Several times in his autobiography, Malcolm X brings up the encounter he had with “one little blonde co-ed” who stepped in, then out, of his life not long after hearing him speak at her New England college. “I’d never seen anyone I ever spoke before more affected than this little white girl,” he wrote. So greatly did this speech affect the young woman that she actually flew to New York and tracked Malcolm down inside a Muslim restaurant he frequented in Harlem. “Her clothes, her carriage, her accent,” he wrote, “all showed Deep South breeding and money.” After introducing herself, she confronted Malcolm and his associates with this question: “Don’t you believe there are any good white people?” He said to her: “People’s deeds I believe in, Miss, not their words.”
She then exclaimed: “What can I do?” Malcolm said: “Nothing.” A moment later she burst into tears, ran out and along Lenox Avenue, and disappeared by taxi into the world.
I can relate to his sentiment that the most helpful thing others can do is leave us alone. (“Other” can be a pretty ugly word, no?) Then, when I’m a little less emotional, I’m left to consider my own cognitive biases and creeping certitude. I have to think about the contributions of people like Dr. Silkworth, Sister Ignatia, George Vaillant, A. Thomas McLellan, etc.
Malcolm X had a similar experience to this too:
In a later chapter, he wrote: “I regret that I told her she could do ‘nothing.’ I wish now that I knew her name, or where I could telephone her, and tell her what I tell white people now when they present themselves as being sincere, and ask me, one way or another, the same thing that she asked.”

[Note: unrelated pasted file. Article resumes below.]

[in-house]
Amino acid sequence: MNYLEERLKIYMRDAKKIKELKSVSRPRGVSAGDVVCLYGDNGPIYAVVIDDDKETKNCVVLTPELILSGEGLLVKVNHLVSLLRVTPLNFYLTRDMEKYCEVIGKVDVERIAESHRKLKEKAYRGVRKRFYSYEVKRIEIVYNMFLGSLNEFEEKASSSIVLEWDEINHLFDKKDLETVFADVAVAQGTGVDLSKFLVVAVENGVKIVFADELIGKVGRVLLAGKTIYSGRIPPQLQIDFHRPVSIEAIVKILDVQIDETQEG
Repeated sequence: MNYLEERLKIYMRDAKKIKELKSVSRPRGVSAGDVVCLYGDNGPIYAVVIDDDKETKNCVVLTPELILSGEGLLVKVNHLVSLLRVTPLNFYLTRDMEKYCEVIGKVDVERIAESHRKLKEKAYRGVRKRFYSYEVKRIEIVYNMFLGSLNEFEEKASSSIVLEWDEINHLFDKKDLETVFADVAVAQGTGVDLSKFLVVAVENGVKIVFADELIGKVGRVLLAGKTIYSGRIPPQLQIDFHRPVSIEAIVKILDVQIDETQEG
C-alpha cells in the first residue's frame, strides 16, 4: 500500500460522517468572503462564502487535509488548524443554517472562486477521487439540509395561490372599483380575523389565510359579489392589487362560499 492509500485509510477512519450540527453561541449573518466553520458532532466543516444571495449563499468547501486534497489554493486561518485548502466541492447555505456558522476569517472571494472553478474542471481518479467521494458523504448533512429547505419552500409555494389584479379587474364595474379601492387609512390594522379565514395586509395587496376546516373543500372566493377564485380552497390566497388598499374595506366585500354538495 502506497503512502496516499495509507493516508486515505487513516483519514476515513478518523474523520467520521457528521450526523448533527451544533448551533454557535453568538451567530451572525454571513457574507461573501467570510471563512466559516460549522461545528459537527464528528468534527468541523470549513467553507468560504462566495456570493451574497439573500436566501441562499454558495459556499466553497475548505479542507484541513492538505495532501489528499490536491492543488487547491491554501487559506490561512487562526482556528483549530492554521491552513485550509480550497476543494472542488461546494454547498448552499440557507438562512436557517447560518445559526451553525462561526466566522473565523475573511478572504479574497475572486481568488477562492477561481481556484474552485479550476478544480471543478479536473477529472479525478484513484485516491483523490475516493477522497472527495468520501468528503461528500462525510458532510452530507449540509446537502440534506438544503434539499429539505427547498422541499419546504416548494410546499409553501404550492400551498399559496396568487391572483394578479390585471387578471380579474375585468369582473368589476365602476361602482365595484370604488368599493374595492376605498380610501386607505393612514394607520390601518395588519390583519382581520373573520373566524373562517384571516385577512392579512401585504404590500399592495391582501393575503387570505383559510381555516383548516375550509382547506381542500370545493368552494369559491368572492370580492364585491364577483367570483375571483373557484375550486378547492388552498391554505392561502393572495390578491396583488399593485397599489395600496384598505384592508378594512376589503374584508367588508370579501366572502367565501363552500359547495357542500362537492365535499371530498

Alex Haley, in the autobiography’s epilogue (Malcolm X had since been assassinated), recounted a statement Malcolm made to Gordon Parks that revealed how affected he was by his encounter with the blonde coed: “Well, I’ve lived to regret that incident. In many parts of the African continent I saw white students helping black people. Something like this kills a lot of argument. . . . I guess a man’s entitled to make a fool of himself if he’s ready to pay the cost. It cost me twelve years.”
Malcolm X realized, too late, that there was plenty this “little blonde coed” could have done, that his response to her was inconsistent with what he, his associates, and his followers wanted to accomplish.
Bill White wrote about the things that have allowed practitioners to avoid the cultural traps in working with addicts:
Four things have allowed addiction treatment practitioners to shun the cultural contempt with which alcoholics and addicts have long been held: 1) personal experiences of recovery and/or relationships with people in sustained recovery, 2) addiction-specific professional education, 3) the capacity to enter into relationships with alcoholics and addicts from a position of moral equality and emotional authenticity (willingness to experience a “kinship of common suffering” regardless of recovery status), and 4) clinical supervision by those possessing specialized knowledge about addiction, treatment and recovery processes. We must make sure that these qualities and conditions are not lost in the rush to integrate addiction treatment and other service systems.